Keeping Children Safe from Predators

Keeping Children Safe from Predators

Parents advised to talk with children, know where they are playing during summer vacation.

With the recent string of exposure incidents involving young children in southeastern Fairfax County, parents are being urged to take extra precautions while their children are enjoying summer vacation.

However, in one instance, a young girl’s martial arts teacher exposed himself to her, showing that even those adults children are taught to trust can be dangerous.

“The thing is, these incidents do not all involve the same person,” said Officer Richard Henry, a public information officer with Fairfax County. “We’re not looking for just one guy in one area.”

If a child has had any kind of inappropriate contact with an adult, parents are urged to believe their child and report the incident to the police, Henry said.

After talking with the police, a child or the family will be referred to the Fairfax County Police Department’s Victim Services office.

“Our role is to provide psychological, financial and physical assistance to victims in need,” said Carrollann Ellis, director of the office. “We spend time with the children, either with their families or alone, and talk to them in a quiet location where they feel comfortable. We want to talk about what happened so [the child] knows it isn’t their fault.”

Working in conjunction with Victims Services is the Community Services Board, which provides additional counseling and support for families and victims of domestic abuse and sexual assault.

IT IS ESSENTIAL for parents to stay calm if their child has had some kind of inappropriate contact with an adult, said Kathleen Kelmelis, domestic abuse and sexual assault program manager for the Community Services Board.

“First and foremost, they need to believe their child,” she said. “Secondly, it’s important for the parent not to go into panic mode. They need to be calm and supportive.”

Parents should obtain “as much information about the incident as possible” from their child before calling the police, and then discuss what may happen next so the child “feels they’re a part of the process and they’re helping to make things better,” Kelmelis said.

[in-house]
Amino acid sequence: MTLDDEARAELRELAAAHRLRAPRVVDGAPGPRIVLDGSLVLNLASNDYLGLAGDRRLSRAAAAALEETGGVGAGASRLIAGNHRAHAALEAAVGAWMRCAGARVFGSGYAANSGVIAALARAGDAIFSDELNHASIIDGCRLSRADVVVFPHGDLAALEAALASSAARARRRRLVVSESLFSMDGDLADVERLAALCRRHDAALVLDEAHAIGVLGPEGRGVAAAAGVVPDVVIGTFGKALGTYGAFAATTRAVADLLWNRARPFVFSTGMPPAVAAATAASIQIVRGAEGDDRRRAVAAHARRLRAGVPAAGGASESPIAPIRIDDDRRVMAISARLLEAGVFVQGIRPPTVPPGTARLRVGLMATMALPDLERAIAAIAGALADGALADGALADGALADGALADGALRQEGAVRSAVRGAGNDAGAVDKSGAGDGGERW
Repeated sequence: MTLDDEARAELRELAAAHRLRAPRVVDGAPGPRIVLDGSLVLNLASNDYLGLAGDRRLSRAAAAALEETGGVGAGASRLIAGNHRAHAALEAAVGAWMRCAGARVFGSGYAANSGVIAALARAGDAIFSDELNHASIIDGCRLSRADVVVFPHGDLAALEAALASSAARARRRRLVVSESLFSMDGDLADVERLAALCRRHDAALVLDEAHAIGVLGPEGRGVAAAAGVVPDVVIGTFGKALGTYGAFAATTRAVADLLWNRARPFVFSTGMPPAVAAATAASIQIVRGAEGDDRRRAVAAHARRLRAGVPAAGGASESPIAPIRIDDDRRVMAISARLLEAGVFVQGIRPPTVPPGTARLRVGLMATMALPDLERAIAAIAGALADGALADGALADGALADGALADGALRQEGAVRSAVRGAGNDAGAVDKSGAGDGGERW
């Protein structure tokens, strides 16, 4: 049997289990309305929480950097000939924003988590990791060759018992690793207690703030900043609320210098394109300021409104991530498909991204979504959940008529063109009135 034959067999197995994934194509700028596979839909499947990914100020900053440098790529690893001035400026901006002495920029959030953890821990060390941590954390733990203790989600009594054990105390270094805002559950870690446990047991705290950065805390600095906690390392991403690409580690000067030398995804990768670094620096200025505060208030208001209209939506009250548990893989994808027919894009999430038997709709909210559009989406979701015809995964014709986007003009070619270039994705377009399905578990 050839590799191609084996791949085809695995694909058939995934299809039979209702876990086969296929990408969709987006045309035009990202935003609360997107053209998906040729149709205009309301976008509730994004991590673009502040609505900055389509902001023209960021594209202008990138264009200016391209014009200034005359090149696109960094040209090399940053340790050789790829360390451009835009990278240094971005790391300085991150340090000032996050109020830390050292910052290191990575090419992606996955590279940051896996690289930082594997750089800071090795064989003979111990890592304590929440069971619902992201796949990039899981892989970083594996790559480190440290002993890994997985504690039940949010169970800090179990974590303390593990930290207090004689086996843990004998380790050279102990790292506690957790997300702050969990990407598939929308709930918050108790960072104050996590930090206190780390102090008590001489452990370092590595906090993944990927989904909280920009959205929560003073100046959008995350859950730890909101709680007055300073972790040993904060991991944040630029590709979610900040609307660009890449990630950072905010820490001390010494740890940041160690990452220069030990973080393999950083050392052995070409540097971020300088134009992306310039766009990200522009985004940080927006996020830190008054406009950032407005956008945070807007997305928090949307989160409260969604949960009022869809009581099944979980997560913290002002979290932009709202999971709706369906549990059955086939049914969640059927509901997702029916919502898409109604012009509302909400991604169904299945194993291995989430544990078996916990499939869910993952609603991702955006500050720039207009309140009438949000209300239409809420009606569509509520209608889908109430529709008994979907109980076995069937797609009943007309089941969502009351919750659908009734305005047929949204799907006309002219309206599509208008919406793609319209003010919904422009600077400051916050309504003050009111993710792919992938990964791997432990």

If a parent stays calm, it may prevent the child from developing a long-term fear of going outside alone or returning to the area of the exposure.

“I’m not saying to downplay the incident, but don’t make it a focus of daily life either,” she said.

Both the Community Services Board and the Victims Services department work together to support the victims of sexual assault or exposures.

“We are part of the mental health system in Fairfax County. Victims Services work with victims who have already reported the incident to the police. They will refer people to us for counseling services and we refer people to them if they need someone to accompany them to court,” Kelmelis said.

Unfortunately, parents need to know that “short of putting your kid in a bubble, there’s not much parents can do” to keep their child from ever being involved in an exposure incident, Kelmelis said.

“Parents need to make connections to the adults in their child’s life,” she said.

There are tools available to parents, however, that can give them some peace of mind.

“The sex offender registry is a good way to know who lives in your neighborhood,” Kelmelis said. “It can raise awareness about a certain town and knowledge helps us to know who is living around our children. It’s not a solution to the problem, but it is one way to have more control.”

LAST WEEK, State Sen. Ken Cuccinelli (R-37) unveiled an updated sex offender registry Web site, which allows users to search for a list of all sexual offenders in an area, by name, Zip code or town name, said legislative aide Eve Barner.

“Once an individual has served their time, they can’t be punished anymore,” Barner said. “This is a way that parents, teachers, day-care centers or other community groups can be notified of possible dangers in their neighborhood.”

Schools, day-care centers and group homes are eligible to sign up to have e-mail notification when a registered sex offender moves within a certain distance of the building, Barner said, but that services is not made available to private homeowners yet.

Inclusion on the list is mandatory for certain offenses or if a judge or jury includes it as part of a person’s sentencing, Barner said. If an offender moves from one state to another, however, the possibility exists that the offender may not immediately register with the new location.

"The main idea is allowing the public to be more informed," she said of the site. "The world is a scary place."

Fairfax County Police have scheduled a workshop to educate parents and children about sexual predators on Thursday, July 6, from 7-8 p.m., at Hayfield Elementary School, 7633 Telegraph Road in Alexandria. Scheduled for the evening are discussions about parental response to their child's concerns, investigative techniques used in sexual predator cases, information about the sexual offender registry and safety training for children. The Public Information Office of the Fairfax County Police has more information at 703-246-2253.